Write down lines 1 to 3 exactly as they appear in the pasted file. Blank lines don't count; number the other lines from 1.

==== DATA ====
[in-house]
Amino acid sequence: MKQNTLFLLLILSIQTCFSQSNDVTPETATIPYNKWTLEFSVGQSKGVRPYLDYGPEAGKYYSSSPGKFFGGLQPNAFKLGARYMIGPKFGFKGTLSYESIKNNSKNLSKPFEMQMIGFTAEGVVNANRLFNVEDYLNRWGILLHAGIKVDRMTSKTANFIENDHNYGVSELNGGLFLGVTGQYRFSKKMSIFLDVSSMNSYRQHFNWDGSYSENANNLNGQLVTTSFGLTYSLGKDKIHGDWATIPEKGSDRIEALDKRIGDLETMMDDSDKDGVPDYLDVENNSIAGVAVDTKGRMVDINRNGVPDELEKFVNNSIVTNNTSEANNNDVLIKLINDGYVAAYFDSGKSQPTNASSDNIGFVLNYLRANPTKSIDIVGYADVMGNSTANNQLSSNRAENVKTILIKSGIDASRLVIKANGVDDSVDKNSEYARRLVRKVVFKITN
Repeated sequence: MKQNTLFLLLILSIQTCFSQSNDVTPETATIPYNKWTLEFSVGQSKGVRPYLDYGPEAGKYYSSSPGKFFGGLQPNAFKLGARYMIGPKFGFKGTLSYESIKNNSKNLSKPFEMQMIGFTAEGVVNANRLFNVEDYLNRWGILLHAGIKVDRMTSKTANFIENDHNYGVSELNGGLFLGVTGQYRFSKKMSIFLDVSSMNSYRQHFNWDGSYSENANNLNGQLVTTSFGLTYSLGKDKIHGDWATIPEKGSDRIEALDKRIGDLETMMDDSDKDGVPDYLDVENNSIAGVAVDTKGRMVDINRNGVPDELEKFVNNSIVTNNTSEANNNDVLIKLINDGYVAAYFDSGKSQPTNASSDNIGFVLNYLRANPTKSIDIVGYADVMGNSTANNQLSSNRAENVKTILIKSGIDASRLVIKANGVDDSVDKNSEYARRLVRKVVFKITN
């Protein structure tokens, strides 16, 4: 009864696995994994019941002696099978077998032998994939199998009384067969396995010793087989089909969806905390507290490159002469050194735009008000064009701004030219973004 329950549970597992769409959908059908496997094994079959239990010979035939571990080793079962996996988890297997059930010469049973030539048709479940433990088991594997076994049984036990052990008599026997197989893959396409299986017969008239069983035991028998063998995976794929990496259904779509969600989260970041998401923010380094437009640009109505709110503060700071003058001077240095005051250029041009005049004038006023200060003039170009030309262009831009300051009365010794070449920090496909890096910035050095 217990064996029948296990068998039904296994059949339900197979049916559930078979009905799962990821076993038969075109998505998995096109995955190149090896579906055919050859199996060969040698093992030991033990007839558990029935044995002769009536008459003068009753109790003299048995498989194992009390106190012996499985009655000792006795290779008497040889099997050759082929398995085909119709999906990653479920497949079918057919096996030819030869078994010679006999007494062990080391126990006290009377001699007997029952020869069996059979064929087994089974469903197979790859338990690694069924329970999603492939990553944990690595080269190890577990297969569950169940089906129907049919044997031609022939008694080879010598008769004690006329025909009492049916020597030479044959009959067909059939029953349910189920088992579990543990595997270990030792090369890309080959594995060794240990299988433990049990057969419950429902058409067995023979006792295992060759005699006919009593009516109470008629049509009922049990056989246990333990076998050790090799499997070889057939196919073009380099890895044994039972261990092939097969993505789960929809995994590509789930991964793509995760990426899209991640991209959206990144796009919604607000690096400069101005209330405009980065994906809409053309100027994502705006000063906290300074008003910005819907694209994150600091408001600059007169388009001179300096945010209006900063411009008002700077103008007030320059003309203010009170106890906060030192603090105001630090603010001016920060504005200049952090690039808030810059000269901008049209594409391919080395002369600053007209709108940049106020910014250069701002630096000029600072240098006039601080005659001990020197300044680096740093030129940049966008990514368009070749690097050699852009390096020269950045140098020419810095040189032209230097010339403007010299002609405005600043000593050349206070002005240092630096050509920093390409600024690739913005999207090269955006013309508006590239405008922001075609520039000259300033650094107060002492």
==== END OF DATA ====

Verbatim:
[in-house]
Amino acid sequence: MKQNTLFLLLILSIQTCFSQSNDVTPETATIPYNKWTLEFSVGQSKGVRPYLDYGPEAGKYYSSSPGKFFGGLQPNAFKLGARYMIGPKFGFKGTLSYESIKNNSKNLSKPFEMQMIGFTAEGVVNANRLFNVEDYLNRWGILLHAGIKVDRMTSKTANFIENDHNYGVSELNGGLFLGVTGQYRFSKKMSIFLDVSSMNSYRQHFNWDGSYSENANNLNGQLVTTSFGLTYSLGKDKIHGDWATIPEKGSDRIEALDKRIGDLETMMDDSDKDGVPDYLDVENNSIAGVAVDTKGRMVDINRNGVPDELEKFVNNSIVTNNTSEANNNDVLIKLINDGYVAAYFDSGKSQPTNASSDNIGFVLNYLRANPTKSIDIVGYADVMGNSTANNQLSSNRAENVKTILIKSGIDASRLVIKANGVDDSVDKNSEYARRLVRKVVFKITN
Repeated sequence: MKQNTLFLLLILSIQTCFSQSNDVTPETATIPYNKWTLEFSVGQSKGVRPYLDYGPEAGKYYSSSPGKFFGGLQPNAFKLGARYMIGPKFGFKGTLSYESIKNNSKNLSKPFEMQMIGFTAEGVVNANRLFNVEDYLNRWGILLHAGIKVDRMTSKTANFIENDHNYGVSELNGGLFLGVTGQYRFSKKMSIFLDVSSMNSYRQHFNWDGSYSENANNLNGQLVTTSFGLTYSLGKDKIHGDWATIPEKGSDRIEALDKRIGDLETMMDDSDKDGVPDYLDVENNSIAGVAVDTKGRMVDINRNGVPDELEKFVNNSIVTNNTSEANNNDVLIKLINDGYVAAYFDSGKSQPTNASSDNIGFVLNYLRANPTKSIDIVGYADVMGNSTANNQLSSNRAENVKTILIKSGIDASRLVIKANGVDDSVDKNSEYARRLVRKVVFKITN